Response to recent media speculation
15 January 2015
Posted by: Author: SARS
Response to recent media speculation pertaining to internal disciplinary
processes faced by some employees
The South African Revenue Service takes note of the article, ‘Pillay fights back’, published in one of the Sunday Newspapers of the 11 January 2015. SARS would like to place on record its serious concern with what appears to be the ‘fighting’ of internal SARS matters through the media without following the proper processes that SARS has in place. This approach is wrought with problems, the most apparent being that the suspension process in question is still underway and subject to internal proceedings. Very worryingly, the response seen by some media had not been provided to SARS by Mr Pillay at the time of the published article.
SARS is mindful about the sensitivity and confidentiality of the process surrounding Mr Pillay and it is in the interest of all parties that the matter be dealt with fairly, honestly and swiftly. However, it is important to clarify some points raised in this Sunday newspaper article.
As indicated, we were perplexed to see what appeared to be excerpts from Mr Pillay’s official response to SARS appear in the media report. In fact, at Mr Pillay’s request, SARS has granted him an extension until 16 January 2015 to supply us with his formal response to his suspension notice (the initial deadline was 12 January 2015).
SARS remains disappointed and disturbed that certain media seemed to have received Mr Pillay’s ‘25 page response’ yet we had not. In addition, the organisation is concerned that the media is being used to fight internal disciplinary processes. We stand by our view that all SARS employees, regardless of rank or seniority, must face the disciplinary process like any other employee if required. If indeed Mr Pillay’s response was provided to the media without sharing it with us, then this has seriously dented the trust and relationship between SARS and him. SARS is seeking further legal guidance and thereby reserving its right to law.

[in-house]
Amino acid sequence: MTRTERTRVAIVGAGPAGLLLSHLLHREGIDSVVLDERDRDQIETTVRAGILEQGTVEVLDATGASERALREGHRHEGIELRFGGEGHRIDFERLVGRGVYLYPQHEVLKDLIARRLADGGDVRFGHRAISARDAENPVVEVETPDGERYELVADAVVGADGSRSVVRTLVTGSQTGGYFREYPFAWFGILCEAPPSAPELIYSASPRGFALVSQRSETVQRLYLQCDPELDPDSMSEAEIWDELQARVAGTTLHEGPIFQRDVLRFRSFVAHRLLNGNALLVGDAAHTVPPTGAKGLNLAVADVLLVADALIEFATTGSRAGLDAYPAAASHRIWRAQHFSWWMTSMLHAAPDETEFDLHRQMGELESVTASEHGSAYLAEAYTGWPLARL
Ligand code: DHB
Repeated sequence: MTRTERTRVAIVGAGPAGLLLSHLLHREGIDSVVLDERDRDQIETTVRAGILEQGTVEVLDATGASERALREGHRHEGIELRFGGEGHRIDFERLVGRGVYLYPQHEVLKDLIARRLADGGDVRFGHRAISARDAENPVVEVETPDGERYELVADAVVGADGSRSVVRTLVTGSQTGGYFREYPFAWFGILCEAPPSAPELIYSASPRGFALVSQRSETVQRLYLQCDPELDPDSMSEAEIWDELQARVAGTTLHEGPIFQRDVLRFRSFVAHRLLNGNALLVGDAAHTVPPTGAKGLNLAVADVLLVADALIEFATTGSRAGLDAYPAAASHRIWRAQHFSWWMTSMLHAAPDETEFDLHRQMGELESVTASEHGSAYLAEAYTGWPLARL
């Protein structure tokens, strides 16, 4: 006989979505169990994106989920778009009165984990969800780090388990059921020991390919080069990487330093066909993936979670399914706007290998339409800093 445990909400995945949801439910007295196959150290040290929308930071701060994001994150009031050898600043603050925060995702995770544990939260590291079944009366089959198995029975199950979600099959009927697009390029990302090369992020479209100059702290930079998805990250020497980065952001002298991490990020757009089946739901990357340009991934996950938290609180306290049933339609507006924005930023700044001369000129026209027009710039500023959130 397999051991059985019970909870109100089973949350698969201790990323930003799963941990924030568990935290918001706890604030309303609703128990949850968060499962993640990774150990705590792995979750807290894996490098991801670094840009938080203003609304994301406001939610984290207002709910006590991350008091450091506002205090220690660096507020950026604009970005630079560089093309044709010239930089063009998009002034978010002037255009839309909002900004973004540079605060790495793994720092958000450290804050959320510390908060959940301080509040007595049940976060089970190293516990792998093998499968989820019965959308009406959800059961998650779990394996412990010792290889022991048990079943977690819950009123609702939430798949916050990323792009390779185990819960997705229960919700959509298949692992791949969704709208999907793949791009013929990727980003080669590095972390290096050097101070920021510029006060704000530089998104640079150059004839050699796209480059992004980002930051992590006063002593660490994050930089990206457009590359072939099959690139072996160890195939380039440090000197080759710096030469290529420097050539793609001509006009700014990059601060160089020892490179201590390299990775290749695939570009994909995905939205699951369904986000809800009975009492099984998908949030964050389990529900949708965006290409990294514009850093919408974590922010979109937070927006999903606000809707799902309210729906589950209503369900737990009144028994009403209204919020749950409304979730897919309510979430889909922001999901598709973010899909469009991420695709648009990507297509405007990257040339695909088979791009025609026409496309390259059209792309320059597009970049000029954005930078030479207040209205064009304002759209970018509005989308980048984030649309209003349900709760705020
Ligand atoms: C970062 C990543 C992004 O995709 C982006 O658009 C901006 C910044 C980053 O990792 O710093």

Moreover, SARS takes great exception to insinuations about a ‘clean-out’ of certain officials. These suggestions have no base and are simply untrue – it is irresponsible to make these sorts of claims. In fact, SARS is acutely aware of the gratitude that it owes officials (past and present) who helped transform SARS into the vital and efficient tool of democracy that it is today.
Furthermore, trust and integrity are cornerstones of SARS. We have a responsibility to the organisation, our employees and taxpayers to ensure that all processes are followed and are fair, regardless of the outcome. As such, we will not respond to media enquiries about employee matters while internal processes are underway. It is simply irresponsible and not conducive to good employee relations. Once our internal processes have been completed we will communicate the outcomes.
It is important to note that SARS is entrusted with a crucial mandate. The work we do in driving compliance and collecting revenue is inextricably linked to the capacity of the state to serve its citizens and to the success of our young democracy. In the midst of the current scenario, SARS has not lost sight of this mandate and commitment to the country. South Africans have our assurances that we remain single-minded in doing our bit to expedite our mandate.
This article first appeared on sars.gov.za.